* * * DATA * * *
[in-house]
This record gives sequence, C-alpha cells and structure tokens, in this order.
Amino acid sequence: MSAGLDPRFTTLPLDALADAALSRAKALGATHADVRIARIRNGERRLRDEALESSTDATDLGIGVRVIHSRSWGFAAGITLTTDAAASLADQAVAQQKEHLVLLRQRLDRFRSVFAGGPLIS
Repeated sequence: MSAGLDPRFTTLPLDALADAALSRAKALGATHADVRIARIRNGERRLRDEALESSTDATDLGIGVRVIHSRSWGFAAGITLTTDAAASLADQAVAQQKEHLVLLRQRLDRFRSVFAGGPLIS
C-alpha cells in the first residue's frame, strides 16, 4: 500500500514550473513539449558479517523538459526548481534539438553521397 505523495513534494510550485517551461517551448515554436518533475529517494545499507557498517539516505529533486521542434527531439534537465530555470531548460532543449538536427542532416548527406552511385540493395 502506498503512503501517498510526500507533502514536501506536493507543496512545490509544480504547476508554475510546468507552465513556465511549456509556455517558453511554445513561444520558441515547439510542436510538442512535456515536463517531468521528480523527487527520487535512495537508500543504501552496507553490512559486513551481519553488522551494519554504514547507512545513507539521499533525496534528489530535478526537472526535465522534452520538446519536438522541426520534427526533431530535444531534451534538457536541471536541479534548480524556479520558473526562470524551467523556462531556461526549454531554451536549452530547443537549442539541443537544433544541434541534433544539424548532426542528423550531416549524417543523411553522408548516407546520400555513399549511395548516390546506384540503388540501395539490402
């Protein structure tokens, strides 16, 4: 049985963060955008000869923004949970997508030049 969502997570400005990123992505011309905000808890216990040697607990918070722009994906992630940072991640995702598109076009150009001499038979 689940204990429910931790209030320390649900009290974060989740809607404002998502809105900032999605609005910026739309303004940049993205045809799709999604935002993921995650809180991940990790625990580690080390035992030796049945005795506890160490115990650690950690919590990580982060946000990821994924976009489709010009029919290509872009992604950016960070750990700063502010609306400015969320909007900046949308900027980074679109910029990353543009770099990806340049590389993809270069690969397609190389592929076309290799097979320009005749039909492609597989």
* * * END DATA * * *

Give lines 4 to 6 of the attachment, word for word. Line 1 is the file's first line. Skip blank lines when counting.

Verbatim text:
Repeated sequence: MSAGLDPRFTTLPLDALADAALSRAKALGATHADVRIARIRNGERRLRDEALESSTDATDLGIGVRVIHSRSWGFAAGITLTTDAAASLADQAVAQQKEHLVLLRQRLDRFRSVFAGGPLIS
C-alpha cells in the first residue's frame, strides 16, 4: 500500500514550473513539449558479517523538459526548481534539438553521397 505523495513534494510550485517551461517551448515554436518533475529517494545499507557498517539516505529533486521542434527531439534537465530555470531548460532543449538536427542532416548527406552511385540493395 502506498503512503501517498510526500507533502514536501506536493507543496512545490509544480504547476508554475510546468507552465513556465511549456509556455517558453511554445513561444520558441515547439510542436510538442512535456515536463517531468521528480523527487527520487535512495537508500543504501552496507553490512559486513551481519553488522551494519554504514547507512545513507539521499533525496534528489530535478526537472526535465522534452520538446519536438522541426520534427526533431530535444531534451534538457536541471536541479534548480524556479520558473526562470524551467523556462531556461526549454531554451536549452530547443537549442539541443537544433544541434541534433544539424548532426542528423550531416549524417543523411553522408548516407546520400555513399549511395548516390546506384540503388540501395539490402
């Protein structure tokens, strides 16, 4: 049985963060955008000869923004949970997508030049 969502997570400005990123992505011309905000808890216990040697607990918070722009994906992630940072991640995702598109076009150009001499038979 689940204990429910931790209030320390649900009290974060989740809607404002998502809105900032999605609005910026739309303004940049993205045809799709999604935002993921995650809180991940990790625990580690080390035992030796049945005795506890160490115990650690950690919590990580982060946000990821994924976009489709010009029919290509872009992604950016960070750990700063502010609306400015969320909007900046949308900027980074679109910029990353543009770099990806340049590389993809270069690969397609190389592929076309290799097979320009005749039909492609597989």